There will be a breaking point. Maybe not next year or the year after that or the year after that. But at some point DU will be pricing itself out the market. Right now DU isn't even sniffing the top 50, yet it continues to push tuition higher and higher. Good luck with that plan. Sooner or later students will take their business elsewhere.

Anonymous said...

Here's the reality - for the 30% of people who can afford DU's full pop tuition, room and board, most of those families can easily afford it. $50K per year is no big stretch for families with $2-3-5 million or more in the bank. And with DU in the top 100 universities, there are plenty of families in DU's target market who can afford it. That's why DU applications are increasing every year while the incoming freshman pool has been decreasing since 2008.

With an not-huge endowment of $350 million, DU needs all those full pays so subsidize the other 70% who don't pay full pop. So all those kids who bitch about DU having too many rich kids should thank God those rich kids are there - they are the ones who make your lower tuition bill possible...

Anonymous said...

Meant to say the National freshman pool is decreasing since 2008.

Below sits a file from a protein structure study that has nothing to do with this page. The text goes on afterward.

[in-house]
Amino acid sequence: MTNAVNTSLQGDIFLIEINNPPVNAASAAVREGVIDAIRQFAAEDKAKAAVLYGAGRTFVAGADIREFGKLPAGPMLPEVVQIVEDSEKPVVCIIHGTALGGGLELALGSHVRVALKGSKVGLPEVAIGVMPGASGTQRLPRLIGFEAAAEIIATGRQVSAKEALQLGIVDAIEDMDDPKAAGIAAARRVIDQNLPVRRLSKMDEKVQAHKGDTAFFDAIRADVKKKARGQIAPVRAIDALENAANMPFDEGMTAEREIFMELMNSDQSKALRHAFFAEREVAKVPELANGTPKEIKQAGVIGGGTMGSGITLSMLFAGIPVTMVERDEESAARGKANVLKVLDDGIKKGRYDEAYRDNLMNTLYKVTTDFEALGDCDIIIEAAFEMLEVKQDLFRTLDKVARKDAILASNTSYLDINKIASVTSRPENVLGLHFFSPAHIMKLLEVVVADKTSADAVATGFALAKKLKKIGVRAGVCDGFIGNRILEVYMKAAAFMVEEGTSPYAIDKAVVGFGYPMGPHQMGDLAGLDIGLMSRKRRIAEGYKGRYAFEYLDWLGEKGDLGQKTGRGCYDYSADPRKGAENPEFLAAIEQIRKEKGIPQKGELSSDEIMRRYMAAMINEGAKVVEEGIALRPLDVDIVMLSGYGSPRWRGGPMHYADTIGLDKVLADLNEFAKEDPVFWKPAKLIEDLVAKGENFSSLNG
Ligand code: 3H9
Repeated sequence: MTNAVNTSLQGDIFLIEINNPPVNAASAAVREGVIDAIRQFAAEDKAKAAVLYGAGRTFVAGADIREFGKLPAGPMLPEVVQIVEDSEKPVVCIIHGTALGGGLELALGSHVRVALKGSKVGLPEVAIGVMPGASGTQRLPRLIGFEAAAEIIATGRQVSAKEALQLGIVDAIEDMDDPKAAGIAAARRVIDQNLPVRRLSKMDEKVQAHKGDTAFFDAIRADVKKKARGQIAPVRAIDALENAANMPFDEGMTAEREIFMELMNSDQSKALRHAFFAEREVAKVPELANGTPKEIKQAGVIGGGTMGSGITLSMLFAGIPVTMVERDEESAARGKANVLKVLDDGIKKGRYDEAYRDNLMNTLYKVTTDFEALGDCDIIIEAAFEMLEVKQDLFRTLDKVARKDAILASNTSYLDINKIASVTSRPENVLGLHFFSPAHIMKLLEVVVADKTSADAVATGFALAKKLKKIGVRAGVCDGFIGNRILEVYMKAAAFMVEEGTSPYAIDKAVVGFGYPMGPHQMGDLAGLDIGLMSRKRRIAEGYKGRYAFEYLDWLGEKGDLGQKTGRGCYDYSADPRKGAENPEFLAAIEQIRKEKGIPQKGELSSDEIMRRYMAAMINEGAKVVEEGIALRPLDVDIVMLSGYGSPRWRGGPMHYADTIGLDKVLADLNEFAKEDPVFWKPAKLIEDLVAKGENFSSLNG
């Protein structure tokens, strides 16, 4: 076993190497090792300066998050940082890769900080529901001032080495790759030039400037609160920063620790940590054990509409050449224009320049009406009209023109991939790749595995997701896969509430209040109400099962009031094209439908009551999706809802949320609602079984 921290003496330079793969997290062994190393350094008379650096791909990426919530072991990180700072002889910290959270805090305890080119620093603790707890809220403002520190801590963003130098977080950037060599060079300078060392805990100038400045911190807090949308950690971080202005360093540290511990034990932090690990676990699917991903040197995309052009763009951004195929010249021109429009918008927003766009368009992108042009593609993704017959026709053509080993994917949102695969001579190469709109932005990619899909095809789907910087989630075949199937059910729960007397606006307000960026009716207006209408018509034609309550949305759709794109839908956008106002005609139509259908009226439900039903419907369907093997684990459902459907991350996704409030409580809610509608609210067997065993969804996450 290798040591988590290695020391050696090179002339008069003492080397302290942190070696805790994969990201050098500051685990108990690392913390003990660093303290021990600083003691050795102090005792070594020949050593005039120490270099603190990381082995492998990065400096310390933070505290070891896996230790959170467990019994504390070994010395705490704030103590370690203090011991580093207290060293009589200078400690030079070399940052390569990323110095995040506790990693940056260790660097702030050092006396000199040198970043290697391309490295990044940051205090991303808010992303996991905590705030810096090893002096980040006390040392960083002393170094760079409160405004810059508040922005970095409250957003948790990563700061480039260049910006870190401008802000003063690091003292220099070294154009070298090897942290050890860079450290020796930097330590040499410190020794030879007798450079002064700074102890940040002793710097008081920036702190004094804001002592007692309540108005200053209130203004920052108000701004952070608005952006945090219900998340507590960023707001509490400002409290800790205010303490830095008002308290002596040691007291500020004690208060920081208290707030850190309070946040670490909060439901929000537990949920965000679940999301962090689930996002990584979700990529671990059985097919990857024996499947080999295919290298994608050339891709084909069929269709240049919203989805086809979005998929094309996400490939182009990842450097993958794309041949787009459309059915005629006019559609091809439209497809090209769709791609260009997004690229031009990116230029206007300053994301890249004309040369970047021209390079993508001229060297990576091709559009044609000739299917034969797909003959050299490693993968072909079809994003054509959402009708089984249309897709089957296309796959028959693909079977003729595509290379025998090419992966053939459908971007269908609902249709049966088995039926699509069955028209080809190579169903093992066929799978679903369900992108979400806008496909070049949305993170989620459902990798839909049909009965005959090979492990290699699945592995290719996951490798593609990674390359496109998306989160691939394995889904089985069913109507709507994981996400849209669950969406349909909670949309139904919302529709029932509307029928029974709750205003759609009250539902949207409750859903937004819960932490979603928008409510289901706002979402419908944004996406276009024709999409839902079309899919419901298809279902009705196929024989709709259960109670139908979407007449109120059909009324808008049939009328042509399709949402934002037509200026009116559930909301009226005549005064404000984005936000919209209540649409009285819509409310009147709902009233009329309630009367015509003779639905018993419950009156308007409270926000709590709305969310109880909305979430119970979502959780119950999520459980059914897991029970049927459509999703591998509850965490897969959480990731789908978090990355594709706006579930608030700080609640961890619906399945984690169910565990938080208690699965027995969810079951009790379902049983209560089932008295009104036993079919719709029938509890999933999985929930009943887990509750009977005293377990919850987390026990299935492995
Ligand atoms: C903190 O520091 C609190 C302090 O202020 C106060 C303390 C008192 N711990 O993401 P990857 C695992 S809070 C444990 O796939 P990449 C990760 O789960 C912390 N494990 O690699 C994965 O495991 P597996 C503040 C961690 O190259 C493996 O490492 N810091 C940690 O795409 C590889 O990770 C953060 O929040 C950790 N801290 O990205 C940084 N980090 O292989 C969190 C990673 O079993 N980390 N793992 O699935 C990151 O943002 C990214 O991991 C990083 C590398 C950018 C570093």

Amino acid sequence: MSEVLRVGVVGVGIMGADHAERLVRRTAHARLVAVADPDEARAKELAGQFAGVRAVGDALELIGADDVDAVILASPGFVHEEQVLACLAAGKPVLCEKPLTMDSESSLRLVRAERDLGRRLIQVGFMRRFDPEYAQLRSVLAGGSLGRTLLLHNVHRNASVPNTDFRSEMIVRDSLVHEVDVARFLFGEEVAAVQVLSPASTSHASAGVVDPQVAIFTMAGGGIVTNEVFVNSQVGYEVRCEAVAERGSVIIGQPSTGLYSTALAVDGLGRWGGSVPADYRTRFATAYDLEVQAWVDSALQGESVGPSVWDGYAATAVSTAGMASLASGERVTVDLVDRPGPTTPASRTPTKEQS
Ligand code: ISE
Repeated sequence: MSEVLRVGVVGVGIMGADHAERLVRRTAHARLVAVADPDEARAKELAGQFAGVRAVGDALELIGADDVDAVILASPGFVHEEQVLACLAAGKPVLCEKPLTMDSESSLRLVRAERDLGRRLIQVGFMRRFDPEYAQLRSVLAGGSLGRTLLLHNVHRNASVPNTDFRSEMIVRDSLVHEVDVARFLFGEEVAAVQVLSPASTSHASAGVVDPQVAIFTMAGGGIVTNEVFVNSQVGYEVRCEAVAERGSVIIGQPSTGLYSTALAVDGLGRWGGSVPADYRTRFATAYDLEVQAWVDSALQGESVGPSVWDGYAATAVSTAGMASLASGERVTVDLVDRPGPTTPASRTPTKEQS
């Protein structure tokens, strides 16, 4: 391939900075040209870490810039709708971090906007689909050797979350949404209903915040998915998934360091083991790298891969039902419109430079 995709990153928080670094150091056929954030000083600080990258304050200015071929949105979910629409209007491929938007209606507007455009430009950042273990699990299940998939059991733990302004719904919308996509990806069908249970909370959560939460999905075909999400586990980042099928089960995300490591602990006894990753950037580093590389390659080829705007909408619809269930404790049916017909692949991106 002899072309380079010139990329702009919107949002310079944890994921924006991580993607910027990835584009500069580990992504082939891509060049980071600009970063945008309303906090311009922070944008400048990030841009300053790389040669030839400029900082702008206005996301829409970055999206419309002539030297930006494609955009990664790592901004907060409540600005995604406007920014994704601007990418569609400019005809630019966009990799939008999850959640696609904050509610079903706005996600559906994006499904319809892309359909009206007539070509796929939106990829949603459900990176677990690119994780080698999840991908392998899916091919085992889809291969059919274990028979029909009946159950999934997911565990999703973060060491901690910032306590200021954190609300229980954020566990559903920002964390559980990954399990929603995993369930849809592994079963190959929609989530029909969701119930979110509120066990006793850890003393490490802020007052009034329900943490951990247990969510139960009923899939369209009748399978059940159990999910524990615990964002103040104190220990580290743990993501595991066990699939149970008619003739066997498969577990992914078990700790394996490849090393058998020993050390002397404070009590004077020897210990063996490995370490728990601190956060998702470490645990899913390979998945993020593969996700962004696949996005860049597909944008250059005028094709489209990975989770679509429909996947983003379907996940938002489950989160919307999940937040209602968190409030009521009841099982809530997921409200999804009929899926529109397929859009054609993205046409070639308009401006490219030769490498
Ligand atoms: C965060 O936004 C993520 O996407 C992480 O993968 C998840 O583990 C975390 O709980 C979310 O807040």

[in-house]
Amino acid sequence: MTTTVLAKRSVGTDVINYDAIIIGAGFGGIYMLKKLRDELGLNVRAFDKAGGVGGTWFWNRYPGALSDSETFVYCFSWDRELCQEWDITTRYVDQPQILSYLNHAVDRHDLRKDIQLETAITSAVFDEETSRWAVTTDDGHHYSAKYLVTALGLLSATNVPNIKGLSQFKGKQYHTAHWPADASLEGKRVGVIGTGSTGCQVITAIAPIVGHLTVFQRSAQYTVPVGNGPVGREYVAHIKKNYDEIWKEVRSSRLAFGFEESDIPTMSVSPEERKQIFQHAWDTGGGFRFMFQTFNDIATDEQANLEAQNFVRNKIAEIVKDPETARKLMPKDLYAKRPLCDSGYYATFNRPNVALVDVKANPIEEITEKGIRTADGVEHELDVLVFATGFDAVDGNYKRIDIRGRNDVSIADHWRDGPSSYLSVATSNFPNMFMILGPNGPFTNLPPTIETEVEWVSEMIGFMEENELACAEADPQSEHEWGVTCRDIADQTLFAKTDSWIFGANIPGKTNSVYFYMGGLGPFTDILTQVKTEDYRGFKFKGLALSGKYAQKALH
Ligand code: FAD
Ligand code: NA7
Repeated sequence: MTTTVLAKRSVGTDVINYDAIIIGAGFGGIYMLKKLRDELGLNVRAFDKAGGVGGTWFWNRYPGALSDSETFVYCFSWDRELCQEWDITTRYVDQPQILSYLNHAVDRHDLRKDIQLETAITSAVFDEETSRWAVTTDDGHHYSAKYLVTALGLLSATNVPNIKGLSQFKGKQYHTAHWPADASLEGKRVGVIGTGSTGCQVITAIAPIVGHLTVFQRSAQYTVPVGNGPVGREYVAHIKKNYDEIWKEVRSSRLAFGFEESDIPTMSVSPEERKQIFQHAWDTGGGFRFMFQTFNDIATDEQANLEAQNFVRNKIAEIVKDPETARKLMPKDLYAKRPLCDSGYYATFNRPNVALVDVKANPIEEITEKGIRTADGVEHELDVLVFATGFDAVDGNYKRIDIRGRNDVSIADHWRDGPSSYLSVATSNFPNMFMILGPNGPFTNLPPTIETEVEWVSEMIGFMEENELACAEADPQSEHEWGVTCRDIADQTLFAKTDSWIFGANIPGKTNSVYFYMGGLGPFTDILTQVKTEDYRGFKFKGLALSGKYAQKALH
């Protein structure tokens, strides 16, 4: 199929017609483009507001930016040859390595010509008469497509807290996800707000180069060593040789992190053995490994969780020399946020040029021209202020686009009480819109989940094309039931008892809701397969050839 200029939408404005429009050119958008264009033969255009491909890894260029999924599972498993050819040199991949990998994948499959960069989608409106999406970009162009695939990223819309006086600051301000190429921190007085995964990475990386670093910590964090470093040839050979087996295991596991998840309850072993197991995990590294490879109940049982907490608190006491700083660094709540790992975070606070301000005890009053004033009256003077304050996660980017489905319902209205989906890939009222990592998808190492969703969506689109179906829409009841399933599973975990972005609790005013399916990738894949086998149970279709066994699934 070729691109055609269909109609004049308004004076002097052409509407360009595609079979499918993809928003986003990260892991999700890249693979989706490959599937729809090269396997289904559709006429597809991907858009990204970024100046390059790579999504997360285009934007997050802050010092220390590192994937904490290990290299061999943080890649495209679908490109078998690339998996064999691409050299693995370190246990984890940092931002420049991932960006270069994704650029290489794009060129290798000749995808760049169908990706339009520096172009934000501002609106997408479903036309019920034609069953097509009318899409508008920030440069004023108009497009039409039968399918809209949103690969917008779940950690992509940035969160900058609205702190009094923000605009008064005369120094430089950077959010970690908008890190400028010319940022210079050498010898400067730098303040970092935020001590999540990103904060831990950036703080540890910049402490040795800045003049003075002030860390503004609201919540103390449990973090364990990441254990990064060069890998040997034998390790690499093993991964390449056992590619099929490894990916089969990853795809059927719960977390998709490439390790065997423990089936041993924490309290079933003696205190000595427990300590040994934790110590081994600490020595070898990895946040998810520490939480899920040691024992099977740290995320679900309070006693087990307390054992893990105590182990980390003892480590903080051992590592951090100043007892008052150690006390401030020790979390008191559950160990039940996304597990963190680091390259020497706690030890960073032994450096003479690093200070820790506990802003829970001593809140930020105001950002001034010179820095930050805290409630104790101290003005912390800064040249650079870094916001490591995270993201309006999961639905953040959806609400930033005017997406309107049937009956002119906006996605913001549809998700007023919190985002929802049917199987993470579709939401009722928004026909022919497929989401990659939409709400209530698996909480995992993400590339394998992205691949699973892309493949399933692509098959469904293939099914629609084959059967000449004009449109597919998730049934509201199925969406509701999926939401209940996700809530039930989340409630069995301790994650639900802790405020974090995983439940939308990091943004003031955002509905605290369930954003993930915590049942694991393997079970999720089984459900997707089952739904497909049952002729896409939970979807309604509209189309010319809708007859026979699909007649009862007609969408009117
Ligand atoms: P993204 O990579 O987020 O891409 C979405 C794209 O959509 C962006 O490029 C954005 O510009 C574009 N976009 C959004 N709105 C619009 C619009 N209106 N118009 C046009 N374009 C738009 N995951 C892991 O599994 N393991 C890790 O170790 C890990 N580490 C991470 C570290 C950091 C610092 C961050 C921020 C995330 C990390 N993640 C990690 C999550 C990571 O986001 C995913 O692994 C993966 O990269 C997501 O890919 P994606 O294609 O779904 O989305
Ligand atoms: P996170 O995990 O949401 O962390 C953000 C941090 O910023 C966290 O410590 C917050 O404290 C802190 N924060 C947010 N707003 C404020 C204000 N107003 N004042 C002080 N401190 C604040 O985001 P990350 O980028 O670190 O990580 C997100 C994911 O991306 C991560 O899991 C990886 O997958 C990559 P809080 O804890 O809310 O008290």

Anonymous said...

I am the author of the original article. To anyone reading, I feel the need to address some of the criticisms raised last year, after its release:

1) Paying for an education is different than paying for a movie or buying a car. Those selling the latter two items are doing so for one reason: to make money. DU is a non-profit institution. It is driven, at least in name, by a larger mission or purpose. Raising tuition by exorbitant amounts – year after year, without end – directly imperils that mission, and mocks the values the university purports.

2) You are mistaken to brand me as a shrill OWS-inspired voice. My article never calls for DU to pay my debt or for my creditors to cancel my loans. Unlike some, I intend to pay back what I owe.

3)Tying tuition increases to improvements in the quality of education is not half-baked thinking: it’s logical, reasonable and even moral. And yes, measuring those improvements is the way to do this. It gives DU a reason to improve, to innovate, to serve its students better. It flies in the face of the current “arms race” line of thinking another poster alluded to. Otherwise, students are faced with more arbitrary increases, unsupported by public justification and sadly, with no end in sight. That’s not something to settle for and meekly accept. Our university can do a lot better. It can and should lead the way.


4)Oh: and if you do read this and chose to respond to one item, please respond to this: explain to me how a desire to receive a quality education at an affordable cost displays “an air of entitlement”?